[I first learned of baobab trees in The Little Prince. They’ve stayed lodged in my imagination ever since. SB SM]
Today’s selection — from Elderflora: A Modern History of Ancient Trees by Jared Farmer. Africa’s longest-lived trees are the baobabs:
“The oldest relationship between humans and ancient trees naturally occurs in Africa. The continent’s longest-lived tree is the largest, too. Amazingly wide for its height, a mature baobab appears otherworldly. Leafless for most the year — an energy conservation strategy — its branches resemble roots marooned in the sky. According to traditional stories, the original baobab was planted upside down as punishment by gods, heroes, or hyenas.
“The ‘upside-down tree’ also goes by ‘elephant tree.’ The connection between Africa’s greatest megaflora and megafauna goes beyond size. The calloused bark of a baobab is elephantine in color and texture. Botanists speak of pachycauls (thick-stemmed plants) as a cognate of pachyderms (thick-skinned mammals). Moreover, bush elephants consume the bark. In the dry season, tusked males gouge the trunks, peel away strips, and chew their fibrous trophies.
“Baobabs heal over wounds that would kill other trees. They are among nature’s apex regenerators. Their wood contains a high percentage of living cells, and a high percentage of water — up to 80 percent. Contrary to popular belief, a baobab doesn’t perform hydraulic storage like a barrel cactus. Rather, it uses all that watery tissue to prop itself up. The tree is elastic, swelling and shrinking over seasons and stages of life. To keep its spongy mass intact requires a special outer later, like a rind.
“From the inside, old baobabs hollow out, producing roomy recesses. Their uses are limited only by imagination. In a haunting Afrikaans language novel, a woman escapes enslavement by confining herself in a tree: ‘You, trusty baobab, confidant, home, fort, water source, medicine chest, honey holder, my refuge, my last resort …. You protect me. I revere you.’ The useful emptiness of baobabs had impressed lbn Battuta, one of the best-traveled persons of the fourteenth century. He saw trees of ‘great age and girth’ on the road to Mali. ‘I was surprised to find inside one tree, by which I passed, a man, a weaver, who had set up his loom in it and was actually weaving.’ In Mali and in Sudan, on the western and eastern edges of the Sahara, Africans introduced baobab, and later generations burrowed out giants to form networks of cisterns — infrastructural trees that in time became war targets.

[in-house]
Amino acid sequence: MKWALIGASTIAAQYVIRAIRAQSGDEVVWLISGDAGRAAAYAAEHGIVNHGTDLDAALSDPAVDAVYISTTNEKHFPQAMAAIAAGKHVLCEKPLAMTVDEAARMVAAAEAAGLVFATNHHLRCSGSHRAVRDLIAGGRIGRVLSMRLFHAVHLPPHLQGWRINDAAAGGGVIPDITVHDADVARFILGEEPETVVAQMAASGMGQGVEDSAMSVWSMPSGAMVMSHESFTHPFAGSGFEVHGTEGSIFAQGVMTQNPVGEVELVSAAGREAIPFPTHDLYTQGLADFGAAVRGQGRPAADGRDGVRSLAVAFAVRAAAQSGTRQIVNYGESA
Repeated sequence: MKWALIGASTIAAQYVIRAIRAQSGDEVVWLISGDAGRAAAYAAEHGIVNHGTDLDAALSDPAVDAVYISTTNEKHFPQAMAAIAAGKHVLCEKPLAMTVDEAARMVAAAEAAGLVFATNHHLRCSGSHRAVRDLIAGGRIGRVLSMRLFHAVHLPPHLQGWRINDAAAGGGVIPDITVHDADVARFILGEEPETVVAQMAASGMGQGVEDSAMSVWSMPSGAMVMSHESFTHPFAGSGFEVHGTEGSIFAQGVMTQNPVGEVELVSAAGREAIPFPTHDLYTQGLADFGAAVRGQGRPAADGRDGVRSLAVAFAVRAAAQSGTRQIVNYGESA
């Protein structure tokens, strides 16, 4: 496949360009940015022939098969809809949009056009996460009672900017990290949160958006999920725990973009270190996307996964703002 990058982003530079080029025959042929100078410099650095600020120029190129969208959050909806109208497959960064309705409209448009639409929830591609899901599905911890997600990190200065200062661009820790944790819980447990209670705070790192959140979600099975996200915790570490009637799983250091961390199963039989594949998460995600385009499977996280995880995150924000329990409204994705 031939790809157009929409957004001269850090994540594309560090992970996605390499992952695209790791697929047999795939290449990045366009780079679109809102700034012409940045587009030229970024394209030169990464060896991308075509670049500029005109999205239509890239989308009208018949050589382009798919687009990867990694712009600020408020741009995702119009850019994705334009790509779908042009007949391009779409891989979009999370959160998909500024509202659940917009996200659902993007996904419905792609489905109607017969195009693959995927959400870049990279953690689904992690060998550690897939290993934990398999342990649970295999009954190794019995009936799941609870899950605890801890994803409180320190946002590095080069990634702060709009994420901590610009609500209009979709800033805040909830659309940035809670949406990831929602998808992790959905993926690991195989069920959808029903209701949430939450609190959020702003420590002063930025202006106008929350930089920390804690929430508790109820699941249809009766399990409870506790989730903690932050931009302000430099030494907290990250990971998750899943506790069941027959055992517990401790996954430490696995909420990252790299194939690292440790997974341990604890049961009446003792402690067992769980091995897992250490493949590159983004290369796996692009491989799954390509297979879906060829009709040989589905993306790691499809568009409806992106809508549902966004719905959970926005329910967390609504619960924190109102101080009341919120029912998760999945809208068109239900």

“If humans are destroyers, what explains the coexistence of hominins and baobab over millions of years? The longevity of the relationship can be expressed in economic terms as a dynamic of uselessness and usefulness. The tree’s absorbent tissue barely qualifies as wood — no good for building, burning, or charcoal-making. Besides, a fat-stemmed succulent is unchoppable. One tree can defeat a bulldozer, as British planners discovered during their abortive East African Groundnut Scheme. Baobab never grew as forests that farmers burned for farmland. Instead, isolated giants of the savannah inspired pastoralists and agriculturalists alike to situate their camps and villages nearby, and to plant future giants in the neighborhood. Humans long ago succeeded monkeys as the main dispersers of the species.
“In addition to shade, shelter, and storage, African baobab gives foods, medicines, and textiles. Its velvety seedpods contain roastable seeds surrounded by vitamin-rich pulp that can be eaten raw or processed into meal. (In French, the species goes by ‘monkey bread tree’; in Afrikaans, ‘cream-of-tartar tree.’) Leaves can be cooked; roots can be nibbled. People peel the bark and convert it into rope for weaving. If debarking is performed properly, and if the tree is allowed to heal, the process can be repeated in future years. All over sub-Saharan Africa, ethnic groups devised customary rules to manage the utilization of this resource that combined the properties of wild organism, crop plant, and sacred tree. Among the Dogon people of Mali, for example, tree guardians wearing terrifying masks patrolled communal baobabs.
“The tree’s genus name, Adansonia, honors French naturalist Michel Adanson. He arrived in Senegal in 1749 and set to work filling his enormous collecting cabinet. He beheld his first baobab on Goree Island. On another island near Dakar, he observed a huge specimen with overlaid names and dates carved by European voyagers as far back as the fourteenth century — imperial claims of possession. This palimpsest caused Adanson to muse that the lives of these giants ‘must continue many thousand years, and, perhaps, reach as far back as the deluge.'”